As we waited in our outdoor seats in downtown Plattsburgh, I observed an American restaurant next door. A waitress who wore heavy facial makeup brought two big Beer mugs to the family seated across to us. Perched up with two fat books, a young lady, wearing black slacks, sat alone with an empty plate and empty glass. She had already finished her meal. Hurriedly, she signed the check, got up and marched away. My snoopy gaze followed her out of the restaurant, and found its anchor on three women across the street. The one in the middle, pregnant in her homestretch, was wearing a striped beige and brown dress. She was thrusting a stroller carrying a girl that appeared to be around 4 years old. The young girl lay limp and uninterested in her surroundings. Something about them enraptured my attention and I sat there gawking quite unabashed. Why was I fascinated by them?

Maybe because they represented something innocent my adult life had sacrificed. Center of conversation, the pregnant lady, in the middle of a long theatrical narration, slouched forward and shook her head left and right. The response from her friends was one of deep compassion as they shook their heads acknowledging her tribulation.

As for me? My fascination took a turn, I now gazed in envy. The women had what I ached for, close girlfriends in the same town as me, whom I met every other evening; I emptied my heart full of problems or vice-versa. And, here in Plattsburgh, New York, were three women doing exactly that. In front of my eyes, flashed images of the support they provided each other and specifically to the woman in the center with the baby on the way and another child in the stroller – who seemed most vulnerable of them all. Was I right to judge what I saw?

I was about to find out for myself when the woman in black, pulled out and lit a cigarette, taking big gulps, savoring each inhalation of the black guck. And, now I raged for a whole another reason. I turned to my husband.

“Look at that woman; she is smoking in front of a pregnant friend of hers and her daughter!”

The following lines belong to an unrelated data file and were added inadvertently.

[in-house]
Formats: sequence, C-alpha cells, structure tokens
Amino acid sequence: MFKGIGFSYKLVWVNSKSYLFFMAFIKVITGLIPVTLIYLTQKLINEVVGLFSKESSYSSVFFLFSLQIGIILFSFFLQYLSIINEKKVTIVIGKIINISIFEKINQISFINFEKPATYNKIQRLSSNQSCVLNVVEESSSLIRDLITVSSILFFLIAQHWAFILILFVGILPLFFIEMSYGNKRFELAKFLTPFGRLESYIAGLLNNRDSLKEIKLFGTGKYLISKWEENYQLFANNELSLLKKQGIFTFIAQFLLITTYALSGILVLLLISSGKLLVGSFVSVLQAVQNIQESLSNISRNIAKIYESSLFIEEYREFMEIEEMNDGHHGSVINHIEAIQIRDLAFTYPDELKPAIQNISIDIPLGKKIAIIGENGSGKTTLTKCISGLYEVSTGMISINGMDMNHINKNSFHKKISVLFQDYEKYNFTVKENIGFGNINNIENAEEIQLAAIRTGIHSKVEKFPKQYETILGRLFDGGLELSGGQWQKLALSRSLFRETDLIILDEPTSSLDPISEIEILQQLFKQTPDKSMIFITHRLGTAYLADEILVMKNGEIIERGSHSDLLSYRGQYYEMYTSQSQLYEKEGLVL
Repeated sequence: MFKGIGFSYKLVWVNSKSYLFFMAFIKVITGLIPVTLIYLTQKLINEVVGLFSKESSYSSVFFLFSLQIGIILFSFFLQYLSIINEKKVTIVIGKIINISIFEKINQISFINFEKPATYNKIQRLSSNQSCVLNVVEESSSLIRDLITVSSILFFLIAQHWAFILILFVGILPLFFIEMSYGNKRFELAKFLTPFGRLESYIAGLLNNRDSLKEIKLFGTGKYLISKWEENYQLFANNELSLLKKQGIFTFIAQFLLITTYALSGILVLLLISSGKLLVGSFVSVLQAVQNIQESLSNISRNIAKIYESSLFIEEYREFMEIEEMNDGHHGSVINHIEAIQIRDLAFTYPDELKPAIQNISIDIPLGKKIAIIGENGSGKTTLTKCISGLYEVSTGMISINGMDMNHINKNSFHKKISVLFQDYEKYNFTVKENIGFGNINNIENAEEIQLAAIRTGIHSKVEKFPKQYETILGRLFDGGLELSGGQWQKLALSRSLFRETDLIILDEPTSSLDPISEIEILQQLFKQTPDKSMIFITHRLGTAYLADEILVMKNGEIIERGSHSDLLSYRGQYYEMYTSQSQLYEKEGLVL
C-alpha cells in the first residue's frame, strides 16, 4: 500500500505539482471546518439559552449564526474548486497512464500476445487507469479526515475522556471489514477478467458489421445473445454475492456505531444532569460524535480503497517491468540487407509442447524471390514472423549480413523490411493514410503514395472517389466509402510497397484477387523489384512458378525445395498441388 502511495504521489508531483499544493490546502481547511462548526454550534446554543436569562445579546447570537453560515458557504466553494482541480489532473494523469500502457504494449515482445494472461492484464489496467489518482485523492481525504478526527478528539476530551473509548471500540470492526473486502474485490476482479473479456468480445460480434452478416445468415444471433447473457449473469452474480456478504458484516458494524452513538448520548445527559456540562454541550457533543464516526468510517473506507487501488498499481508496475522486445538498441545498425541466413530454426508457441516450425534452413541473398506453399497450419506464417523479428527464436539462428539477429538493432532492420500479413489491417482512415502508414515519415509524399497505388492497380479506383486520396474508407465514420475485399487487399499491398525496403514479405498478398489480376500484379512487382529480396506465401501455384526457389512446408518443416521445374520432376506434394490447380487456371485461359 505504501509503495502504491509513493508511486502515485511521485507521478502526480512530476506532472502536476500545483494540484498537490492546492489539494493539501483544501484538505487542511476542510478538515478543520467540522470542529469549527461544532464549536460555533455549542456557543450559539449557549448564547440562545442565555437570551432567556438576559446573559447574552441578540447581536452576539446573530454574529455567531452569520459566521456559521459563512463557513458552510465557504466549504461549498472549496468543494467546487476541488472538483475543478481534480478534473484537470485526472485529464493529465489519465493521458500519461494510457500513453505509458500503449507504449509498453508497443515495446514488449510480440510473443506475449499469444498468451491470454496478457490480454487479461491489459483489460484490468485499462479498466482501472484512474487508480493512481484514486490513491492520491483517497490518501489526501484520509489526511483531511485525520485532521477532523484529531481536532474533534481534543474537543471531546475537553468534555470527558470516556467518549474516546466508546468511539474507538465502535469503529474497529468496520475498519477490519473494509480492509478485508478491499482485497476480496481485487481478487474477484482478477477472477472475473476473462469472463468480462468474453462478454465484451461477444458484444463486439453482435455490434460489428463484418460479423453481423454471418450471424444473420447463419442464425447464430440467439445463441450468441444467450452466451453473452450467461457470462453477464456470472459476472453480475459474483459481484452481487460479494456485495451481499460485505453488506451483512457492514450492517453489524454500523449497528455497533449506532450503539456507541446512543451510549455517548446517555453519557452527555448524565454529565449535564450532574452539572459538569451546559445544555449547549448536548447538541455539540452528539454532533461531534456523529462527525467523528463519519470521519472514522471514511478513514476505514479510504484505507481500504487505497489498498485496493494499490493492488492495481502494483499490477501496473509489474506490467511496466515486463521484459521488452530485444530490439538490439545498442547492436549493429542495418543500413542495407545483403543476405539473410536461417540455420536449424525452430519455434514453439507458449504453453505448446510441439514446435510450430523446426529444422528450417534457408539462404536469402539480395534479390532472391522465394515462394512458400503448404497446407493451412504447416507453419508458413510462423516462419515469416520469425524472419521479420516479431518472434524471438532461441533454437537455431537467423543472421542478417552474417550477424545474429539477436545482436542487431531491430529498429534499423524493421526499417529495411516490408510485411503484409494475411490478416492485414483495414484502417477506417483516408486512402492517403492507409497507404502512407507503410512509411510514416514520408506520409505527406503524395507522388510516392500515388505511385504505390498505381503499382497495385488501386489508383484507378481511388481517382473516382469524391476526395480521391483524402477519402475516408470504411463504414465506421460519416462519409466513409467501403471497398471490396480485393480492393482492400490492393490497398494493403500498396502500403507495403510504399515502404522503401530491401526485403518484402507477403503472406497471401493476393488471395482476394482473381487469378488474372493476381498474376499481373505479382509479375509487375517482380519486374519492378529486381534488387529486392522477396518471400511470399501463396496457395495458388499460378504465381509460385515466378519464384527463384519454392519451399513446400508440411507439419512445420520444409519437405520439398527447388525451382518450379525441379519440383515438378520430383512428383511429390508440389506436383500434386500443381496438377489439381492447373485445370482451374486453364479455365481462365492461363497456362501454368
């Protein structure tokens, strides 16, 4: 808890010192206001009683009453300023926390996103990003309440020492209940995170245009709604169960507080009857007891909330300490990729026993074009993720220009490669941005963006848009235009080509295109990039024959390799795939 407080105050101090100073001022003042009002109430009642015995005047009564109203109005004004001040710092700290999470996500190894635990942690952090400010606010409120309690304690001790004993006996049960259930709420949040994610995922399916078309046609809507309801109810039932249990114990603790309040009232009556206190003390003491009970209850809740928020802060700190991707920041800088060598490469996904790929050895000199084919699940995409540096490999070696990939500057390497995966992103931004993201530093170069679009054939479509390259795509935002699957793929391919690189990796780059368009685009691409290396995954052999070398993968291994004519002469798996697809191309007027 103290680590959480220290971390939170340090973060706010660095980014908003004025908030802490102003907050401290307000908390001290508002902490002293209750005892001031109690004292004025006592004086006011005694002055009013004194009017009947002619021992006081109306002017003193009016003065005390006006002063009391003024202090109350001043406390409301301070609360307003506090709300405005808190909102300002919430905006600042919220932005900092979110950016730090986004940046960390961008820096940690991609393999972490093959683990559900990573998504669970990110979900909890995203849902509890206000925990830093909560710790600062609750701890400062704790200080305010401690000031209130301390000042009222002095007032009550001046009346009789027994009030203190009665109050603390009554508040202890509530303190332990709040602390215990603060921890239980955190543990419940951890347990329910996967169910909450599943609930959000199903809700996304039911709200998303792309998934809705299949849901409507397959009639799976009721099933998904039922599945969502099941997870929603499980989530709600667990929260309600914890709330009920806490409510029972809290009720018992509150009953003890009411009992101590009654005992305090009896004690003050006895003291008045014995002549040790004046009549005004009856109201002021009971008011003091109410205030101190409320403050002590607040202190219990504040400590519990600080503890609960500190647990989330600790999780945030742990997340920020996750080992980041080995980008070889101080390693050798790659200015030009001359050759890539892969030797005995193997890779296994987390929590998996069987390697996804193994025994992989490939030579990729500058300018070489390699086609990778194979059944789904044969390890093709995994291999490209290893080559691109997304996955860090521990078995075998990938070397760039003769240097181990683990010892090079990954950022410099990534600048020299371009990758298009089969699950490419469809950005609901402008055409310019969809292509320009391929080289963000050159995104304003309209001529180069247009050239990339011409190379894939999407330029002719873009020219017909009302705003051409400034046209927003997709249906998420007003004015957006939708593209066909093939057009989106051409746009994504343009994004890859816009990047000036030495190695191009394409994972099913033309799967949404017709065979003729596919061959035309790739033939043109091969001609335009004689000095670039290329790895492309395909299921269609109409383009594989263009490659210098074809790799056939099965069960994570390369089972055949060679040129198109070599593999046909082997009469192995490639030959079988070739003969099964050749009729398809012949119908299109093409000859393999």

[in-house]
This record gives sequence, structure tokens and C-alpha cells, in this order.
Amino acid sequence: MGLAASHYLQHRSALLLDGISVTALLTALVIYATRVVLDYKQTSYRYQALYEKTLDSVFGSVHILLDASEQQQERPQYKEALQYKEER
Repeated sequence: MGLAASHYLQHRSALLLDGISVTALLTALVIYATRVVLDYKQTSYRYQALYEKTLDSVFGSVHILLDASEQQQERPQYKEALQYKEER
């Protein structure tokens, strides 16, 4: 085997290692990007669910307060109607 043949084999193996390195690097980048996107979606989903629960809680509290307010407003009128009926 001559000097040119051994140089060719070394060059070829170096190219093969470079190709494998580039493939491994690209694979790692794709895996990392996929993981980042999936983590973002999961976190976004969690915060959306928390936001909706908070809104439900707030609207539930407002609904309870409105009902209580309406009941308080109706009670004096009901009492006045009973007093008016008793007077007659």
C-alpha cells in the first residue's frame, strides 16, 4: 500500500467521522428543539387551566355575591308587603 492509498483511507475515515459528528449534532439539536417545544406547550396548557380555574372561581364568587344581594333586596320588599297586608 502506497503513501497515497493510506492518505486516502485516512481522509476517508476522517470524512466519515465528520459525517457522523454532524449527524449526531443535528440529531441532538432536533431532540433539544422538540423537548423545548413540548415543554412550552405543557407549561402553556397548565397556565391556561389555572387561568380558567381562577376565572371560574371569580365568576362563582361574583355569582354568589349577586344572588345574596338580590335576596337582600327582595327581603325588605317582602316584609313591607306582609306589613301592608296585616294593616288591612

The response of my husband was trenched in philosophy hinged on society, and the marketing campaign of cigarette companies. And, as though there was nothing more wrong with my outside world then I witnessed what was “the more than worst” thing in my opinion.

The smoker in black, hung the hand holding the cigarette on her side, and gazed straight ahead. With that, she quite unassumingly, stretched her hand near the lady with a child. And, to my dismay, expecting lady’s hand reciprocated and seized the cigarette with same sly dexterity. Hesitating, she took the cigarette, put it in her mouth, as her eyes closed in relief and she puffed her own big black one.

Agony! They didn’t linger there longer and started to walk towards the red light. The cigarette had exhausted their conversation. And, very soon they disappeared around the bend of the street with the vulnerable woman guarding the baby inside her womb with a cigarette in her mouth, puffing along the way.

Not believing the transformation of events, I ignored the waiter that brought our food. Was I right now to worry for the strange lady’s unborn child? Was I wrong to judge the quality of their lives by what I saw? Regardless, I learnt a valuable lesson that day as I glanced at my children – never judge a book by its cover – things aren’t as they appear to be. And, I learned a smaller, not so obvious lesson as well-to count the blessings in my life.